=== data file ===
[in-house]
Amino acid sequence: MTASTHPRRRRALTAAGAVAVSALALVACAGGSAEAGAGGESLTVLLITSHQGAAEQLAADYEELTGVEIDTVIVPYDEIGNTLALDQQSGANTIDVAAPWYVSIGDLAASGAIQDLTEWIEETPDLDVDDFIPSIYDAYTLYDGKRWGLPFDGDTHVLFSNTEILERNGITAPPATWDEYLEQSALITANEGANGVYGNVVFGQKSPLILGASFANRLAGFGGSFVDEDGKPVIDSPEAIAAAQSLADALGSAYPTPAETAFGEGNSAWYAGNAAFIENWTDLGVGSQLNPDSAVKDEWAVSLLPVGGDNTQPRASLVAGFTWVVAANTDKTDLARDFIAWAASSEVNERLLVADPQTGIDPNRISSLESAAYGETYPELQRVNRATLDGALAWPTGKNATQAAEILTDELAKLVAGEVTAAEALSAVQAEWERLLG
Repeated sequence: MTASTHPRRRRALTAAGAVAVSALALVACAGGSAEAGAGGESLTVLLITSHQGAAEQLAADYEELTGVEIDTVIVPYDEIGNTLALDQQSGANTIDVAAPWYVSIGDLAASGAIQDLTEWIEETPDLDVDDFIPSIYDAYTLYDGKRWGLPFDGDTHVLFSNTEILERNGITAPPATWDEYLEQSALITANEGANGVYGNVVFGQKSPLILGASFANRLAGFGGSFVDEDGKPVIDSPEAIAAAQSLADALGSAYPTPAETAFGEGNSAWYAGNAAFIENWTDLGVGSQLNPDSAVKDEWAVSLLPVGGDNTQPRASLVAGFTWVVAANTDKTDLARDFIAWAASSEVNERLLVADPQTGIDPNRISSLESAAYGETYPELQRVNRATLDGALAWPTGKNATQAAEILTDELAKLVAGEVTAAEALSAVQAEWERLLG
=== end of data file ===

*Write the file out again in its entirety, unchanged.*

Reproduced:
[in-house]
Amino acid sequence: MTASTHPRRRRALTAAGAVAVSALALVACAGGSAEAGAGGESLTVLLITSHQGAAEQLAADYEELTGVEIDTVIVPYDEIGNTLALDQQSGANTIDVAAPWYVSIGDLAASGAIQDLTEWIEETPDLDVDDFIPSIYDAYTLYDGKRWGLPFDGDTHVLFSNTEILERNGITAPPATWDEYLEQSALITANEGANGVYGNVVFGQKSPLILGASFANRLAGFGGSFVDEDGKPVIDSPEAIAAAQSLADALGSAYPTPAETAFGEGNSAWYAGNAAFIENWTDLGVGSQLNPDSAVKDEWAVSLLPVGGDNTQPRASLVAGFTWVVAANTDKTDLARDFIAWAASSEVNERLLVADPQTGIDPNRISSLESAAYGETYPELQRVNRATLDGALAWPTGKNATQAAEILTDELAKLVAGEVTAAEALSAVQAEWERLLG
Repeated sequence: MTASTHPRRRRALTAAGAVAVSALALVACAGGSAEAGAGGESLTVLLITSHQGAAEQLAADYEELTGVEIDTVIVPYDEIGNTLALDQQSGANTIDVAAPWYVSIGDLAASGAIQDLTEWIEETPDLDVDDFIPSIYDAYTLYDGKRWGLPFDGDTHVLFSNTEILERNGITAPPATWDEYLEQSALITANEGANGVYGNVVFGQKSPLILGASFANRLAGFGGSFVDEDGKPVIDSPEAIAAAQSLADALGSAYPTPAETAFGEGNSAWYAGNAAFIENWTDLGVGSQLNPDSAVKDEWAVSLLPVGGDNTQPRASLVAGFTWVVAANTDKTDLARDFIAWAASSEVNERLLVADPQTGIDPNRISSLESAAYGETYPELQRVNRATLDGALAWPTGKNATQAAEILTDELAKLVAGEVTAAEALSAVQAEWERLLG